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Natural Selection Lab Report

Title: Natural Selection Lab Report by Ceami Passey


Introduction: People have been interested in the process of natural
selection for many years. Research is always being done to better
understand what happens when a species evolves. One of the most wellknown researches done on natural selection, is that of Darwins finches, or
the Galapagos Island finches. Studies are still being made today regarding
the finches on the islands. I was able to find two articles that gave a little
extra detail about the research that was done in the past, and the research
that is still being done today. Both of the articles have multiple authors or
scientists that contributed to what was said.
In the article about the research being done presently about the
finches, the authors are all scientists and researchers in respected fields that
have to do with evolution, or the study of birds.1 Some of them are still alive,
and researching about other factors that have to do with evolution. In the
factual article I read, professors from anthropology, zoology, or ecology all
contributed to the evidence written from Darwins study of the finches.2 Both
of these articles are up to date, and gave adequate information that would
be good to know about evolution and the role it plays in the finches on the
Galapagos islands. In What Darwin's Finches Can Teach Us about the
Evolutionary Origin and Regulation of Biodiversity3, it stated that currently
there is a parasite attacking the finches, so they are studying what it is doing
to the birds, and how it will affect the evolutionary process. Throughout the
articles, and after the conclusions, credit is given to where something was
found, or to who researched a certain topic. From these two articles I was
1 (Kleindorfer)
2 (Abbott)
3 (Grant and Grant)

able to learn a little bit more about the research Darwin did for natural
selection, and the research that is still being done for it.
During class, for our Natural Selection Lab, I predicted that by the end of our
experiment the tweezer beaks would have the most success at collecting
seeds. The way I came to this hypothesis was based on my experience with
using tweezers, and the other materials we used to represent beaks. I knew
tweezers had a small point, so I reckoned this would help pick up the small
sunflower seeds. I did not think a hairclip would be successful, for the fact
that there was adequate space between the throngs, and that it wouldnt be
able to have a tight grip on something so small. As I was deciding what my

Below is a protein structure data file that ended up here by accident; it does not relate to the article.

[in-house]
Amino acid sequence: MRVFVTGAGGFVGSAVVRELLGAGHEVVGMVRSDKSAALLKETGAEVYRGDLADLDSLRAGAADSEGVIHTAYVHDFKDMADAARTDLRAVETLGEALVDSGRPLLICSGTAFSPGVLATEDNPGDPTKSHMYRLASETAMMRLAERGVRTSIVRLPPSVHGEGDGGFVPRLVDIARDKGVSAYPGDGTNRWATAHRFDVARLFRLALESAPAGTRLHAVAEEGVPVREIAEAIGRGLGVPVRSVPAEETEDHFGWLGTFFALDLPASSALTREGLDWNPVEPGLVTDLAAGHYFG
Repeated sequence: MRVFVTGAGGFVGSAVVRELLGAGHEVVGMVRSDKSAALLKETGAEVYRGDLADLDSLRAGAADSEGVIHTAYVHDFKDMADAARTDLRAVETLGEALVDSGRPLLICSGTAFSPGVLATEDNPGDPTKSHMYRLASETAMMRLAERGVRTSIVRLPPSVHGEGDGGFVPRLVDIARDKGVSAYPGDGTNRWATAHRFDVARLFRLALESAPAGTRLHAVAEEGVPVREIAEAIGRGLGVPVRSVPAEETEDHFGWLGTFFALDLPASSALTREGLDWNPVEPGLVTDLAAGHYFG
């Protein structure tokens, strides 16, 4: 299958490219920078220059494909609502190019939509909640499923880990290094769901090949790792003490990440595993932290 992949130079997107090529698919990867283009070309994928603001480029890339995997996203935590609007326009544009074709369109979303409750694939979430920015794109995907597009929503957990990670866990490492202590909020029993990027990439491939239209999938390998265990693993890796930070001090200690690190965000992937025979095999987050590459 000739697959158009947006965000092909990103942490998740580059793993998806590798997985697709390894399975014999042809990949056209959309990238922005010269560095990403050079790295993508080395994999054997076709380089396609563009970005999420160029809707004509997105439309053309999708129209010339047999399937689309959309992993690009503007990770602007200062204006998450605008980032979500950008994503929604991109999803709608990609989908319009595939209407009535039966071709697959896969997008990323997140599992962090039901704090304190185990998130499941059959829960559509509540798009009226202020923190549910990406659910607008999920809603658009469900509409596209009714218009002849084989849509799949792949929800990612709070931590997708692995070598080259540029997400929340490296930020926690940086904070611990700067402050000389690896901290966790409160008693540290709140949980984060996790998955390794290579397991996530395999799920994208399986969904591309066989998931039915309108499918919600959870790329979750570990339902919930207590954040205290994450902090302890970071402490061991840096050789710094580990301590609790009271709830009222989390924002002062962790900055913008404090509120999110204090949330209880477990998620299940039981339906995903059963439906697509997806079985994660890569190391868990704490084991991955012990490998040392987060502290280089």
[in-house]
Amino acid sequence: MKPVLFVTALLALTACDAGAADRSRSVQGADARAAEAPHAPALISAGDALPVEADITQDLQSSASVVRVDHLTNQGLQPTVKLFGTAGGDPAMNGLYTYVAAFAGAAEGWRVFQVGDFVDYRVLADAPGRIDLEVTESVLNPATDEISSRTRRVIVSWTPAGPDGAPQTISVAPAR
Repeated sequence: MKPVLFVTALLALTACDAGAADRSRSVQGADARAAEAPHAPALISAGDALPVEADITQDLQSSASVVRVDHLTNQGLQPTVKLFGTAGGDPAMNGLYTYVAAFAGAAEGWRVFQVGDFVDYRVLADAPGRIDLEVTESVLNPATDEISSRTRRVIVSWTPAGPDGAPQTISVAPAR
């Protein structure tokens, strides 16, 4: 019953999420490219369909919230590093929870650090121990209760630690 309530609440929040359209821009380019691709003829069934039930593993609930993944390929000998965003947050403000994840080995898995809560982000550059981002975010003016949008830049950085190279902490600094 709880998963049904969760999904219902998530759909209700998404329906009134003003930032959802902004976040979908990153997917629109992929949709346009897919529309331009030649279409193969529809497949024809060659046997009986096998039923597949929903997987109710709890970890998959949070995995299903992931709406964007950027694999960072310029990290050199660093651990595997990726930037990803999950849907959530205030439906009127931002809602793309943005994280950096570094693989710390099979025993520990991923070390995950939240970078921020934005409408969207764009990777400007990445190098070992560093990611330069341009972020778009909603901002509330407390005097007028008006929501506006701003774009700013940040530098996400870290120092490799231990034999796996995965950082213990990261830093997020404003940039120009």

hypothesis would be, I thought about all the materials, and the experiences I
have had with them, to help me decide if it would be ideal at picking up a
small object quickly or not.
Materials and Methods: During this experiment we used seven different
materials to represent the different types of beak sizes. The beaks we had
were tweezers, hairclips, clothes pins, chopsticks, chip clips, binder clips, and
tongs. Sunflower seeds were also used to be a representation for the diet of
the birds. We also used a timer to help us know when to begin eating, and
when to stop.
During this experiment every row was given a different type of beak,
either a tweezer, hairclip, clothes pin, chopstick, chip clip, binder clip, or
tong. On our tables, seeds were scattered all over to work as our
environment, and small cups were in front of us to serve as our stomachs. In
the experiment there was five rounds, each one-minute-long, and we had to
eat, or place, as many seeds as we could into our cups. While using our
beaks we were only allowed to pick up one seed at a time, and when the
one-minute timer went off, we had to stop eating. Then each bird, or
participant, in the experiment would count up how many seeds they had
eaten. The professor would then ask who ate the least amount of seeds and
who ate the most amount. The three people who ate the least and the three

people who ate the most would then go to the front of the room with their
beaks. Those who ate the least amount of seeds would have to give up their
beaks, but they would get a beak similar to the people who ate the most
seeds. So if those who ate the most had one hairclip, one tweezer and one
chip clip, then those who lost their beaks would either get a hairclip, a
tweezer, or chip clip. Once everyone went back to their seats, the
experiment would be done again until the five rounds had been completed.
In the third round there was a mutation in the beaks, so instead of a chip clip
beak developing, a tong beak developed.

Results:

Tweezers
Hairclips
Clothes
pins
Chopstick
s
Chip clips
Binder
clips
Tongs
Total

Begin

Round 1

Round 2

Round 3

Round 4

Round 5

5
5
5

7
5
4

8
5
3

10
4
2

11
4
2

11
4
2

5
2

6
2

7
1

8
1

9
0

9
0

0
27

0
27

1
27

1
27

1
27

1
27

Natural Selection Lab


12
10
8
6
4
2
0

Begin

Round 1

Round 2

Round 3

Tweezers

Hairclips

Clothes Pins

Chip clips

Binder clips

Tongs

Round 4

Round 5

Chopsticks

At the beginning of the experiment there were 5 tweezers, hair clips,


clothes pins, chopsticks, and chip clips, 2 binder clips, and no tongs.
Throughout the experiment the numbers changed, either going up or down.
After the first round there was 7 tweezers, 5 hairclips, 4 clothes pins, 3
chopsticks, 6 chip clips, 2 binder clips, and still no tongs. After the second
round there was 8 tweezers, 5 hair clips, 3 clothes pins, 2 chop sticks, 7 chip